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Pumps Are Good, M'Kay?

Pumps are good, m'kay?The Associated Press has issued an article about the safety of insulin pumps, claiming that deaths have been linked to insulin pump use.  What's that phrase again?  If it bleeds, it leads?  Our own Scott Strumello, research blogger extraordinaire, has provided a very fine synopsis of the article - you should definitely take a read.  I was contacted by Steve Sabicer, a representative at MiniMed, and had the opportunity to get a little feedback from their camp. 

How does Medtronic respond to the claim that "insulin pumps can be risky and have been linked to injuries and even deaths"?

Medtronic stands behind the many years of clinical evidence that support the benefits of insulin pump therapy in patients of all ages

  • Insulin pump therapy is proven to improve patient outcomes versus multiple daily injections (MDI) with long-acting insulin (glargine).
  • Insulin pump therapy has shown strong results in pediatric patients as young as one year old.
  • Insulin pump use in children and adolescents may be associated with improved glycemic control and improved quality of life, and poses no greater, and possibly less, risk than MDI.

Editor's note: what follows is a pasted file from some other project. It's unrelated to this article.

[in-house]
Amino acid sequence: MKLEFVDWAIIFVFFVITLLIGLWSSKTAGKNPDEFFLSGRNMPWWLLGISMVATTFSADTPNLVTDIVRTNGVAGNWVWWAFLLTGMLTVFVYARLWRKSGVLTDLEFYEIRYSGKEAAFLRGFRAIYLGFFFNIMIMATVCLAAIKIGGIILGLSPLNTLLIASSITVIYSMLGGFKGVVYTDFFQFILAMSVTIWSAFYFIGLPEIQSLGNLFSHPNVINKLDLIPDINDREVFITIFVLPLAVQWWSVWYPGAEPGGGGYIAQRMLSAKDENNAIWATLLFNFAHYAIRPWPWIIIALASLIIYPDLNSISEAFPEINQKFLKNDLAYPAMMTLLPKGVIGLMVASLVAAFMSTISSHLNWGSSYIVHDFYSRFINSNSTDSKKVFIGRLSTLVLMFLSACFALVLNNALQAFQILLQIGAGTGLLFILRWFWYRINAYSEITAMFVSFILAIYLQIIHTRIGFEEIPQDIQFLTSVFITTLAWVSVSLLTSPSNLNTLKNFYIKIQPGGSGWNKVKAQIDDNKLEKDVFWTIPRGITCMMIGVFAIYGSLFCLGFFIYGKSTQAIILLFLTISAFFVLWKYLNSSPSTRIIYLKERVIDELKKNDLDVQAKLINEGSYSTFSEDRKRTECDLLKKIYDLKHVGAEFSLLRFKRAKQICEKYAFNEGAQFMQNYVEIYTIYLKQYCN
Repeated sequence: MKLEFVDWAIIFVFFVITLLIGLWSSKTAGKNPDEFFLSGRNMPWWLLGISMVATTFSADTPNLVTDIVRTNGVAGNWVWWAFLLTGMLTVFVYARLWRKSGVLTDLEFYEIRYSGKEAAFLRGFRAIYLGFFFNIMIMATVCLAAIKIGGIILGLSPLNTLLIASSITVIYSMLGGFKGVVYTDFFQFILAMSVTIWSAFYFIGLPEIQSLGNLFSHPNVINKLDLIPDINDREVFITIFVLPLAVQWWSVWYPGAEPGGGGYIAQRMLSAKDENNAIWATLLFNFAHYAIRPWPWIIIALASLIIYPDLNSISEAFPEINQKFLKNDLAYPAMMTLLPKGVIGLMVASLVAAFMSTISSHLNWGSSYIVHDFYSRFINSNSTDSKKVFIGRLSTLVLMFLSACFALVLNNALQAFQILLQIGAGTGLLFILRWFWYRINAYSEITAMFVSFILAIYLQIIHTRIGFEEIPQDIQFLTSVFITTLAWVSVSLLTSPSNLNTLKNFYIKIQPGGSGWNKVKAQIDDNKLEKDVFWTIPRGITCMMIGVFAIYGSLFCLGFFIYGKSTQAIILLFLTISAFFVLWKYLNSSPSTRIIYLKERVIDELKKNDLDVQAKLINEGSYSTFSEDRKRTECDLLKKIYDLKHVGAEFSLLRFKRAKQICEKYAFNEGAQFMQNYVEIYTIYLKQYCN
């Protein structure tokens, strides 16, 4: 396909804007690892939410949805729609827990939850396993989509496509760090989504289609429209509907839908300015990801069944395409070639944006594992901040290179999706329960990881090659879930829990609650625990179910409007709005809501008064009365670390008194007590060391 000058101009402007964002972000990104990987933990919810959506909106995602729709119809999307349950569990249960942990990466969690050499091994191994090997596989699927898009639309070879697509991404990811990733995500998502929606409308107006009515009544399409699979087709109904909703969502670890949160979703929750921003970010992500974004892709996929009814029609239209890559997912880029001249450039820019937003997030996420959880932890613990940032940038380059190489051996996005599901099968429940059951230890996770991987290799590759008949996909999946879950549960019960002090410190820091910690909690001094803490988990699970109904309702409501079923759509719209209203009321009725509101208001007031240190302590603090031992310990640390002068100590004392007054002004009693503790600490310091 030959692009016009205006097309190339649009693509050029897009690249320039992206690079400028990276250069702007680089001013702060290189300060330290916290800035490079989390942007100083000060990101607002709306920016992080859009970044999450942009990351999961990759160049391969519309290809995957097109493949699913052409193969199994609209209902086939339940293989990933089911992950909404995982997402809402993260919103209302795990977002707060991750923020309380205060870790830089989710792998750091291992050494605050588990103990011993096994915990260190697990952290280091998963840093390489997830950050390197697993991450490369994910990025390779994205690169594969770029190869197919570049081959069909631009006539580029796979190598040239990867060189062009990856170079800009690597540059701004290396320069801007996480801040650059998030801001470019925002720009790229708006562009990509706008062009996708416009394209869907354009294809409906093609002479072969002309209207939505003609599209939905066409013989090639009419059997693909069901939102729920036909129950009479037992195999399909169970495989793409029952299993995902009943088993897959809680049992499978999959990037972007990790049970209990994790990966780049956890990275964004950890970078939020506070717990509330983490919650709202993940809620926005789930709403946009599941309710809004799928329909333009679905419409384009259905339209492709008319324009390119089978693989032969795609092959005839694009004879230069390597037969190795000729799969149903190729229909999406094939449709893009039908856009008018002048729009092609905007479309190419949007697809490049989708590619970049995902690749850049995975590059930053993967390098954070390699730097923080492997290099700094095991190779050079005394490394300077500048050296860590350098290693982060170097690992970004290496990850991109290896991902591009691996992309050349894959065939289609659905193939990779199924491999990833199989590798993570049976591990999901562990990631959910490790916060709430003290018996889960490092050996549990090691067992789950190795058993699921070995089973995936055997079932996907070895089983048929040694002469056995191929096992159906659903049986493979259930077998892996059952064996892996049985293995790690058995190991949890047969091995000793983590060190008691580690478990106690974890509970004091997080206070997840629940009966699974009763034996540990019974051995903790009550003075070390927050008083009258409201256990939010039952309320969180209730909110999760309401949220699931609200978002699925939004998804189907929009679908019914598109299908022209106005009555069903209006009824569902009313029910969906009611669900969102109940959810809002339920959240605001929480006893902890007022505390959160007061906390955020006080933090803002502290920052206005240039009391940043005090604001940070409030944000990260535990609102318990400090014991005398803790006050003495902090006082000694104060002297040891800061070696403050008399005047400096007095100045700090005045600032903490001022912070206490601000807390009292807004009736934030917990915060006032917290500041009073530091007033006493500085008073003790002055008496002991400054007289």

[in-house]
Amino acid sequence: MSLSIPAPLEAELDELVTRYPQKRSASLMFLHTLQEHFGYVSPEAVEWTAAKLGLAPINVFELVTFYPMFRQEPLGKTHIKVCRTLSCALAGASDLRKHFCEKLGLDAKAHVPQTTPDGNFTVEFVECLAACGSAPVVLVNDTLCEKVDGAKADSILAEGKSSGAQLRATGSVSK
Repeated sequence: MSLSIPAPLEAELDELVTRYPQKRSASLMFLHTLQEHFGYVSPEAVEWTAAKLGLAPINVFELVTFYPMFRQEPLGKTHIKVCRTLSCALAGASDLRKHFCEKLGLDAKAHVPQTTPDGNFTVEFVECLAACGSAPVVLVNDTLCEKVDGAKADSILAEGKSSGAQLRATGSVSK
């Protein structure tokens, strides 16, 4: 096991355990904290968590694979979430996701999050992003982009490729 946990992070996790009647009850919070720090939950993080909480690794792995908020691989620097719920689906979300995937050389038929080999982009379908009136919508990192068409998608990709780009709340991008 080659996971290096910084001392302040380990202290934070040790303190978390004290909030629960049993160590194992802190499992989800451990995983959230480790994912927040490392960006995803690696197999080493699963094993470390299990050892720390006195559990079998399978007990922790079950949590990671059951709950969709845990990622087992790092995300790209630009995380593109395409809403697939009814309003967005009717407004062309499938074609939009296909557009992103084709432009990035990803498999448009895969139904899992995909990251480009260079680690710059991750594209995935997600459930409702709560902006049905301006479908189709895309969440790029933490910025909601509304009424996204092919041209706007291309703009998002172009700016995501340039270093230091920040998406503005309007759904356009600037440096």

Do you feel that this article could keep doctors and insurance companies from approving the use of insulin pump?

We don't think this will significantly impact physician or insurance company practices moving forward.  The clinical data in support of insulin pumps is very strong.  In fact, Medtronic has noticed that many physicians have proactively come out in support of the therapy in response to this article. That said, we anticipate patients may be concerned because of the lack of context provided by the AP story. Medtronic encourages every patient to speak with their physician before making any decision about insulin pump therapy.

It's important to note that the article conceded that insulin pump therapy is beneficial for adolescents. They only suggested vigilant training and attention by parents and physicians. Medtronic encourages significant parental/physician involvement and we have designed a robust product training protocol to ensure our patients receive optimal instruction on the use and functionality of their insulin pump therapy.

  • We have more than 3,000 certified product trainers
  • Comprehensive online tools (Pump School Online, web-based training modules) for general diabetes information and product specific training
  • Paradigm REAL-Time CD-Rom product training
  • Code and PIE classes

How is Medtronic planning to address this issue with the media?

Medtronic is available for comment and interview to any journalist, and we also encourage them to contact pediatric endocrinologists and patients who have experience with insulin pump therapy.

What can pump users do to show insurance companies and doctors alike that insulin pump therapy should be available to any insulin-dependant diabetic?